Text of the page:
The ministry of Shocco Springs Baptist Conference Center reaches far beyond the campus’ borders in Talladega, as Shocco staffers regularly serve in missions in the U.S. and around the world.
“Shocco’s impact crosses international borders,” said Russell Klinner, Shocco’s executive director
Every year, teams from Shocco volunteer to work projects at other like-minded ministries in Alabama and surrounding states. Additionally, twice a year usually in February and August, Shocco sends a team to El Refugio, a camp similar to Shocco and located a little north of Quito, Ecuador, in the Calacali mountains.
The partnership between Shocco and El Refugio is mutually beneficial, with each encouraging and building up the other. During each mission experience, the staff of El Refugio do an amazing job of keeping visitors focused not only on the assigned work projects, but also on the participants growing their personal relationship with God. They want the lessons learned to be taken back home and applied to everyday life.
In September, a team from Shocco flew to Ecuador, looking forward to reconnecting with El Refugio’s camp team. Their work project this time was building and installing trusses and roofing, and preparing the windows and doors for Hermitage Cabin, which is to be an isolated retreat set in nature, with room for one person at a time.
Many of the materials used in this project were hand cut and milled from trees cut on-site. Team member Lauren Cowart noted, “These are very resourceful people who don’t waste anything. While they don’t have some of the opportunities that we do, they use every resource to the fullest. Things that we would throw away as trash, they clean up and reuse.”
Ministering to families
In addition to the work projects, Shocco’s team joins with El Refugio in ministering to local villages. The camp offers free school supplies and some monetary support for low income families, while allowing the families to participate in on-site training classes. This time, while the parents were attending financial planning classes, Shocco’s staff treated the children to an Olympics-themed day camp. The kids were delighted to be given backpacks and teddy bears that were handmade at Shocco by Campers on Mission volunteers.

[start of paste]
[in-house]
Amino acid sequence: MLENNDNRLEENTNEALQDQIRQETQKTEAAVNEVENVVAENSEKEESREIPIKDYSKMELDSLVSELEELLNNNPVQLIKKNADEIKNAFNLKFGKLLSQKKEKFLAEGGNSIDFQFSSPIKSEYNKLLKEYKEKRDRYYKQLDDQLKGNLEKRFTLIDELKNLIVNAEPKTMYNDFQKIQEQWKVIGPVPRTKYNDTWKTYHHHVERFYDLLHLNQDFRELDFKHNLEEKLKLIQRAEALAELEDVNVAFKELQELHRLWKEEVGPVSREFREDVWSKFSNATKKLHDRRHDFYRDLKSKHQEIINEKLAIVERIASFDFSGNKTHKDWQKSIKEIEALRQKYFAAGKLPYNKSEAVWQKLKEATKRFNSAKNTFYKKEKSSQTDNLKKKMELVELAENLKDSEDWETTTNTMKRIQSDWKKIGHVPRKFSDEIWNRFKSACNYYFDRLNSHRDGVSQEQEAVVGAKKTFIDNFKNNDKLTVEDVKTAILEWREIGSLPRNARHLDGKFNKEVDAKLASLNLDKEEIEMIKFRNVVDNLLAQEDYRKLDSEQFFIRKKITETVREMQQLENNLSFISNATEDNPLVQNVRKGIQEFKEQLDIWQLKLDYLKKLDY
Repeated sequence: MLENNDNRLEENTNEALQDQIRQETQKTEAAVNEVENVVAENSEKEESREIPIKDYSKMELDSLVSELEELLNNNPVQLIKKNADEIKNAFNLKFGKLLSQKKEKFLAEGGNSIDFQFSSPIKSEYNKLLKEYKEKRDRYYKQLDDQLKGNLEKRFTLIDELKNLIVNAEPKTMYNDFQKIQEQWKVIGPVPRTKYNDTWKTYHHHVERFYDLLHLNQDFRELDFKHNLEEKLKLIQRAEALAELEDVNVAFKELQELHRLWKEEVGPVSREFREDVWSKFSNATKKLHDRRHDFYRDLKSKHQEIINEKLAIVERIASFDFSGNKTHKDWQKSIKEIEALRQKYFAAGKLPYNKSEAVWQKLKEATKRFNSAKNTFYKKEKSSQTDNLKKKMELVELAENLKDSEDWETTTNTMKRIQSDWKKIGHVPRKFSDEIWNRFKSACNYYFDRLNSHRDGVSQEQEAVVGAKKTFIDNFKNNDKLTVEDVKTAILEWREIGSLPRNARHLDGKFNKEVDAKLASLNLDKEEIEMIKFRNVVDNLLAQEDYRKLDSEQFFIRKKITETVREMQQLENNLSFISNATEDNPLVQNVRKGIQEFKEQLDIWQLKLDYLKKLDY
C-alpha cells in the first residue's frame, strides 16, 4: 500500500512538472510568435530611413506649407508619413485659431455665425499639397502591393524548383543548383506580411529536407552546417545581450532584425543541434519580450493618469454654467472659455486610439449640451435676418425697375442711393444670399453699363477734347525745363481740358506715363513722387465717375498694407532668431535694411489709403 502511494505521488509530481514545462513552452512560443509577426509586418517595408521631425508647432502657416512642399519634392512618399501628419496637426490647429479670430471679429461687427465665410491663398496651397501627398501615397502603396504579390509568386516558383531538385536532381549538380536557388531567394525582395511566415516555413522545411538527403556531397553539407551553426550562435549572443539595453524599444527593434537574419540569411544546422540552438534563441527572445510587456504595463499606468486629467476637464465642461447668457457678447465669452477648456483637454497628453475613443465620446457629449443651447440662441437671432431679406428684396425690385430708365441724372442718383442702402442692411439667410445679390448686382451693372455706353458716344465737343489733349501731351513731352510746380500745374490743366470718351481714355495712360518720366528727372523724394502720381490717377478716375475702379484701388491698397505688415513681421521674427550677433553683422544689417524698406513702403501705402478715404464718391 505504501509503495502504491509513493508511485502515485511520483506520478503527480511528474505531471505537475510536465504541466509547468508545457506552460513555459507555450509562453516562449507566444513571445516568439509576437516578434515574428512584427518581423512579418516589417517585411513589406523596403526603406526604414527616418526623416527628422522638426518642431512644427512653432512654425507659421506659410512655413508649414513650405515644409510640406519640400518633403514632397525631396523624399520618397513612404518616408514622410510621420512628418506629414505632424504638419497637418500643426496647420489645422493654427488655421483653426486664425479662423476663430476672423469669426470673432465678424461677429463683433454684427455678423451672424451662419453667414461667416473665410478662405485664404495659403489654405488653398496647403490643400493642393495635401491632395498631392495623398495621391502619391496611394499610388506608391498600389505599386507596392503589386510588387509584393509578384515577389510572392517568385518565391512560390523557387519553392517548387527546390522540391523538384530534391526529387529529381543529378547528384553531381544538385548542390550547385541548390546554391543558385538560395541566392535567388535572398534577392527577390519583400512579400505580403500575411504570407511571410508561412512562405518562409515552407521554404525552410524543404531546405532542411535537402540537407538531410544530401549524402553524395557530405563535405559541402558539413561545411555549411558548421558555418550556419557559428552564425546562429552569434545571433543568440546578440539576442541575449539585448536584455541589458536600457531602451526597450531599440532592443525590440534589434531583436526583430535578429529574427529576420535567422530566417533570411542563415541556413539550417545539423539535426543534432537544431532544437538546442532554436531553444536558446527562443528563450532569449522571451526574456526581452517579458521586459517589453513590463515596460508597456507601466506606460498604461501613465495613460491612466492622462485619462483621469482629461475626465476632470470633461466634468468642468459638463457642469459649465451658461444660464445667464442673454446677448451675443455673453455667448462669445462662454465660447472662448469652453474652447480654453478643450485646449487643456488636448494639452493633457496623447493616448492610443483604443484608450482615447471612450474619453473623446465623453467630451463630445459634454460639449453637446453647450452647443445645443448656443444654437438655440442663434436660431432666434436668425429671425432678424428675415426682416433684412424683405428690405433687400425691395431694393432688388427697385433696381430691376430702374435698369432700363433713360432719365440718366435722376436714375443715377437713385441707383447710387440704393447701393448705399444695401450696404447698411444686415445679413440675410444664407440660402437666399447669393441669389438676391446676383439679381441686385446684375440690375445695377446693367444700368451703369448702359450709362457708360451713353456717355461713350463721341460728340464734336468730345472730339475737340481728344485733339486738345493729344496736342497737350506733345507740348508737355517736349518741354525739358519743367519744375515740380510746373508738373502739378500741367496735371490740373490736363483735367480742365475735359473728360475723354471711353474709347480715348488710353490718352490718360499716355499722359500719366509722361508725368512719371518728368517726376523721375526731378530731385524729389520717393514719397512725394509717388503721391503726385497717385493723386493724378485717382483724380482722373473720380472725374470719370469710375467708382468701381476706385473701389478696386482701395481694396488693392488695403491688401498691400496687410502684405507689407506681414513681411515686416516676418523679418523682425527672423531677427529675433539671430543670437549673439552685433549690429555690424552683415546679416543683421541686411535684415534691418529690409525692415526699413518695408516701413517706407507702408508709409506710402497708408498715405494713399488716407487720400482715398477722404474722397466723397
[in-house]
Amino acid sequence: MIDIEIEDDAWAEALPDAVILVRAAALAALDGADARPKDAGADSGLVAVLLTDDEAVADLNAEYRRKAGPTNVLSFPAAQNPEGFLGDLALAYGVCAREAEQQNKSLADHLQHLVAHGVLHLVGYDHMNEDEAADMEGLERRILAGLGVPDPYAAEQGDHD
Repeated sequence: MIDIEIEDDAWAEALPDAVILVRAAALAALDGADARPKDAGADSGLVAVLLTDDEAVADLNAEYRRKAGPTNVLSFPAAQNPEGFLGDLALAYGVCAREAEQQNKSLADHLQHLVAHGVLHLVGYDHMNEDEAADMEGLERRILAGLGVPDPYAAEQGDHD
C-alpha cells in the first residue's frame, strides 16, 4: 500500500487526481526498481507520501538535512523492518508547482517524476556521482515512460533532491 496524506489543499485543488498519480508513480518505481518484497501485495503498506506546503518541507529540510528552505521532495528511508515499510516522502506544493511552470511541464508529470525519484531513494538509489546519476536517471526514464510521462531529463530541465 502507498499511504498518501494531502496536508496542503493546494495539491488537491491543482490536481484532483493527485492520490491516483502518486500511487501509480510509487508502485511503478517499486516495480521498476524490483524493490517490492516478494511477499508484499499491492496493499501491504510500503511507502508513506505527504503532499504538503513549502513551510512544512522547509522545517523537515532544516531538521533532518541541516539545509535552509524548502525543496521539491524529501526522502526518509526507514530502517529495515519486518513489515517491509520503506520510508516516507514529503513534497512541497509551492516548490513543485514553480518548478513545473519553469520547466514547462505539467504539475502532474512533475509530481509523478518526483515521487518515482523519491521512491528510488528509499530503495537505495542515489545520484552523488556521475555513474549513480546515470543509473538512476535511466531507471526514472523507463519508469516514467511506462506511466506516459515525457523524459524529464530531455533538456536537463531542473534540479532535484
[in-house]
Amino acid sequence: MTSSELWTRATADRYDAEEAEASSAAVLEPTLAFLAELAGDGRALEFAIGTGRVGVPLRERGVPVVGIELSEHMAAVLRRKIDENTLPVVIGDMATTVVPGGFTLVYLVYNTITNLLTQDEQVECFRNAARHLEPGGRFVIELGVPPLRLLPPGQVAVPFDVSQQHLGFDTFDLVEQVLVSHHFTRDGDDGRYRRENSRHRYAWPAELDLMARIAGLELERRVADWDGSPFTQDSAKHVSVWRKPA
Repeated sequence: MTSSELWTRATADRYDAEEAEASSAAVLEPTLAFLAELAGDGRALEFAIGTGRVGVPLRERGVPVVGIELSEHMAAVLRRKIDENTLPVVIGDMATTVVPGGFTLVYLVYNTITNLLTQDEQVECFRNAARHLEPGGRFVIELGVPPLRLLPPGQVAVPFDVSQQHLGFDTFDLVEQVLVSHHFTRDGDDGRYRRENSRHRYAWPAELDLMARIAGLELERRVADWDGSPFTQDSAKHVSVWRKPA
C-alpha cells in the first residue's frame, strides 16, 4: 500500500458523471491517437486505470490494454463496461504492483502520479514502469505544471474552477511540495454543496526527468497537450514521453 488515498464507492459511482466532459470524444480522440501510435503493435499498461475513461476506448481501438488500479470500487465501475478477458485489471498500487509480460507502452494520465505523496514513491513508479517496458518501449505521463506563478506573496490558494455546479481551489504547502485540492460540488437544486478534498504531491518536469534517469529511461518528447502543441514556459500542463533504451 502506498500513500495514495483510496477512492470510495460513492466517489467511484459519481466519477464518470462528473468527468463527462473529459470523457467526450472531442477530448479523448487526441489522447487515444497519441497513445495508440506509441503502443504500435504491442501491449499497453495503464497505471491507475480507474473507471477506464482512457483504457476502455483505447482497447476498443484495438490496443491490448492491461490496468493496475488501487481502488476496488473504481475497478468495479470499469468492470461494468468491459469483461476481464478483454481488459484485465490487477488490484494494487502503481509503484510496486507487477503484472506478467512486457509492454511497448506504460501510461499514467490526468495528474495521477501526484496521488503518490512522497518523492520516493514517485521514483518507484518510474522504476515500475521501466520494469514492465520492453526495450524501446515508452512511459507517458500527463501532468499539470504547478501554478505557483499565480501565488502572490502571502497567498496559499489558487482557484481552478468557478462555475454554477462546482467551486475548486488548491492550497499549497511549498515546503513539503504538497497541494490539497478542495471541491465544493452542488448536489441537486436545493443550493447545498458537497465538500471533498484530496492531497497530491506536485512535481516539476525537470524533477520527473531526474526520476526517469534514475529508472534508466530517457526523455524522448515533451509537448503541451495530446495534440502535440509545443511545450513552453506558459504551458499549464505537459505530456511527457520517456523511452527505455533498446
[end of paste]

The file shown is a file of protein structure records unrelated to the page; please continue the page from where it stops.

On another day, Shocco’s team was allowed to conduct an afternoon of day camp at a school pavilion in the village of Yungilla, about 20 minutes from El Refugio. Despite the language barrier, Shocco staffers Julio Gonzalez and Exari Garcia, along with three of the El Refugio camp personnel, helped with translation so that the children were walked through the salvation story using colorful beaded bracelets to reinforce the concepts of sin, blood of Jesus, cleansing of sin, baptism, spiritual growth and heaven.
Historically, Yungilla has been closed off to missionaries bringing the gospel message into their community, and most of their villagers participate in a distorted version of Catholicism that includes elements of an ancient pagan religion. In the recent past, however, two boys from Yungilla worked at El Refugio in order to help support their families. When there were some unexpected deaths that devastated their community, the villagers noticed that these boys were able to deal with the tragedies in a much calmer way than the rest of the village because the El Refugio staff had been ministering to them.
As a result of this experience, the villagers have begun asking questions about the gospel. Their relationship with El Refugio opened the door for Shocco mission teams to host day camp for the kids in the village.
This trip was Katie Threatt’s first time on an airplane, first time on a mission trip, and her first time out of the United States. She was nervous, but knew she felt God calling her to go.
“I wanted the little kids to understand that God loves them, and that regardless of what home situation or poverty they live in, God is there for them, even in their darkest moments,” Threatt said.
To learn more about missions opportunities at El Refugio, click here.